For many months now, those in power have been describing economic recovery, the G-20’s accomplishments, and the end of the crisis—when will we see through these mascarades? Nothing has been solved; no serious measures have been undertaken. This crisis has even turned into a greater avalanche, to tumble down onto future generations.

First the facts: economic growth is not back in the picture and considerable unemployment holds consumers back from buying goods and paying bills. In France, 4.7 million people do not work as much as they would like, or worse, they do not work at all. In the United States, 17.5% of the people are in the same predicament, working an average of 33 hours a week. Everywhere, unemployment is stretching out into longer periods. International commerce is shrinking. As prices around the world lower, just like the values of the dollar and yuan, unemployment rates rise and push consumers to seek low-priced goods; this destroys even more jobs.

Although the banks were said to have pulled through, they will not be able to make the investments needed for economic recovery: several large banks, from the U.S. to Europe to China, have a terrible shortage of shareholders’ equity; Jean-Claude Trichet had to ask them not to distribute dividends. Furthermore, the governments of industrialized countries must find 12 trillion dollars over this year and the next in order to finance their deficits; their debts will soon go beyond 80% of the world GDP and will lead consumers to be even more frugal, as they brace themselves for inevitably higher taxes. Also, treasury bills will no longer be considered as safe investments for banks and insurance companies, possibly affecting retirement savings plans and supplementary pensions. To make matters worse, the central banks have taken spectacular risks without any transparency; sovereign wealth funds have been seriously affected, as we saw in Dubai.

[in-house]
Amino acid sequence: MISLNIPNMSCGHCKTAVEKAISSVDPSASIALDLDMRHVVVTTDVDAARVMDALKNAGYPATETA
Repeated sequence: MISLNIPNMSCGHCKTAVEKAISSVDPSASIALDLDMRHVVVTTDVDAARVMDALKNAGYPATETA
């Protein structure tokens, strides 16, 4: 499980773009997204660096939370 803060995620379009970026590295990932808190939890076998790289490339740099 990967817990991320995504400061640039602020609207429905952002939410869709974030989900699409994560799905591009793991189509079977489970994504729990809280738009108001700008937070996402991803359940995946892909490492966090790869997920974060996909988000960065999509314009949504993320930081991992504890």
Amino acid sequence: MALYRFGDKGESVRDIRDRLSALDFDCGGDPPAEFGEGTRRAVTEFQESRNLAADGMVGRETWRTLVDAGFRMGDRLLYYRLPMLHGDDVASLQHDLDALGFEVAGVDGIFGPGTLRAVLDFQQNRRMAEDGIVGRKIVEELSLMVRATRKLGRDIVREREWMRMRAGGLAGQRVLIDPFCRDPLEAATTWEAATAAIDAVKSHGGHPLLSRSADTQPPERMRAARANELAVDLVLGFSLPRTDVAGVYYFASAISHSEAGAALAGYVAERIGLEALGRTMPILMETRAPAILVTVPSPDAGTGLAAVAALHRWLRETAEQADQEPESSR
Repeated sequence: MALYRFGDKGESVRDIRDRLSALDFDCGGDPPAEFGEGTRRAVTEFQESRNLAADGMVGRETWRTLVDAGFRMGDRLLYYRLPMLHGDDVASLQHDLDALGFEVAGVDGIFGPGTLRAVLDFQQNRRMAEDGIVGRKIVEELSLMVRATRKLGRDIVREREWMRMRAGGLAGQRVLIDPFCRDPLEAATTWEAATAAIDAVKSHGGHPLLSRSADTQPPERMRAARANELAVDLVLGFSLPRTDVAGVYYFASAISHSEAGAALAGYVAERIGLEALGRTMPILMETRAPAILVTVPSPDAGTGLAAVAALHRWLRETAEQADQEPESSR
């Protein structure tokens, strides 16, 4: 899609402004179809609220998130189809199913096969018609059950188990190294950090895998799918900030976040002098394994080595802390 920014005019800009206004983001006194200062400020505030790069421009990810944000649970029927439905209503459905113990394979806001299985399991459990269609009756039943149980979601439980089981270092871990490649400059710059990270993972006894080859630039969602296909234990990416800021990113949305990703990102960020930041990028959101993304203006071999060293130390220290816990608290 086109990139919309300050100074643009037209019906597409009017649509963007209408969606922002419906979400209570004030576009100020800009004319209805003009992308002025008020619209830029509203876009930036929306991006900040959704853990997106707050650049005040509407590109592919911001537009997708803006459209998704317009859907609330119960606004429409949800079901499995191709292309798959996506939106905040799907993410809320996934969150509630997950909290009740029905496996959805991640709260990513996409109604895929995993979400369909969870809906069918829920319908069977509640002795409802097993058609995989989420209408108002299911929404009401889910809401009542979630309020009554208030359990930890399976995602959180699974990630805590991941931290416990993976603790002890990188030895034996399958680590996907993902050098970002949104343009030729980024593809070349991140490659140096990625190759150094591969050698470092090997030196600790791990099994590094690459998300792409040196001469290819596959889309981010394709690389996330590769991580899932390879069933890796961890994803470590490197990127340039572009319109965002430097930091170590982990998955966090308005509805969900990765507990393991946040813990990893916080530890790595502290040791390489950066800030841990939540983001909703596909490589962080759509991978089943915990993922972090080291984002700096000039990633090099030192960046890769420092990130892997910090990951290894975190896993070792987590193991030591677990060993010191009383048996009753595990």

The incurred risks look threatening: public services could be discontinued; banks, companies and nations could go bankrupt; working people and those with savings in the bank could lose their earnings. This domino effect, this downward spiral, would be followed by a jump in inflation. And even if the economy is revived, against all odds, historical precedents have shown that employment levels need at least 2 years to come back to normal.

We cannot just accept these threats without taking action. We cannot sit on our hands, more or less reassured, because of some artificial miniscule growth; inaction would create even more hardship for future generations. We urgently need to make structural reforms, at least in France, to put us on the right track towards a strong economic comeback. This is perfectly possible. We need to muster up the courage to face the truth, which will justify the great efforts to be made—otherwise, we will never find success.